THIS week's unveiling of a new reform plan for the Soviet Union could culminate nearly a year of failed attempts to retool that country's economic engines. But it was a somewhat veiled unveiling, blurred by political tussling and a lack of detail. Political battling over reform has pitted President Mikhail Gorbachev, determined to remain a centrist, against the radicals led by the Russian Republic's Boris Yeltsin. It's Mr. Yeltsin's supporters who are trumpeting the new plan as a long-awaited blueprint for economic salvation. Mr. Gorbachev's response has been muted, reflecting his concerns over how reform is going to be implemented.
Yeltsin sees a sharp devolution of economic power to the republics. He has talked about the right of each republic to control the resources within its boundaries and sell its products to other republics at world prices. His words ring with longtime Russian resentments over the flow of investment and development to outlying republics. But the resentment works both ways: Many in Central Asia or the Baltics, for example, have felt that Moscow has sucked their resources toward the center.
Under these circumstances, economic devolution could accelerate political dissolution. Yeltsin hopes that something akin to a Soviet common market will evolve, but it will take consummate political skills to hold things together sufficiently to bring that about.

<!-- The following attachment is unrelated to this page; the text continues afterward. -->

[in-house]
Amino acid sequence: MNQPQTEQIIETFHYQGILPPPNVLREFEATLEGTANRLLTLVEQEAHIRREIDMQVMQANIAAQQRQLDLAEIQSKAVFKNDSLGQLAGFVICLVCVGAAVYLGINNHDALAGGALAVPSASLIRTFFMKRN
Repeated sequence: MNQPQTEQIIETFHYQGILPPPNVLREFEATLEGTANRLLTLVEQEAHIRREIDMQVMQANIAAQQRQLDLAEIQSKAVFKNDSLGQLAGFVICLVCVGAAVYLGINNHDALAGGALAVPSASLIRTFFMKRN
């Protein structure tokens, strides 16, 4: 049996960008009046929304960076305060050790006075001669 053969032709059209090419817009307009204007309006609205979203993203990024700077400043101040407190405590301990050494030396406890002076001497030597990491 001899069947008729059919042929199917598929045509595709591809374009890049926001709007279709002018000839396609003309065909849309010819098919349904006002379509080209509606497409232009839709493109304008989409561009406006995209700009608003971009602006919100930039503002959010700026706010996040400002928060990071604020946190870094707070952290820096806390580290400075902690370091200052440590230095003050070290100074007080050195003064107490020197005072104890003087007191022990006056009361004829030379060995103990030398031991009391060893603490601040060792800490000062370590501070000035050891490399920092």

And it will take superb economic skills to implement the proposed scheme of privatization in a way that doesn't heighten people's awareness of chaos instead of brighten their hopes for the future. The plan lays out a vast program for selling off state-owned assets in coming months. But how do you sell something when there's no way of establishing its price?
American economist Paul Craig Roberts, who'll be lecturing in Moscow next week, suggests the Soviets give away to the public 30 to 40 percent of all shares in the country's businesses in order to create a ``social fund,'' paying dividends that people can use in the hard times ahead. Another 30 to 40 percent would be sold, and the remainder would stay in government hands as its source of revenue. Such ideas may sound deceptively simple, but they at least point toward other options than haphazard tinkering with prices before productive machinery is freed from the state's grasp.
Bread shortages in Moscow show how desperate economic conditions have become for the Soviet man on the street. His leaders must prove to him that this new plan offers more than rhetoric.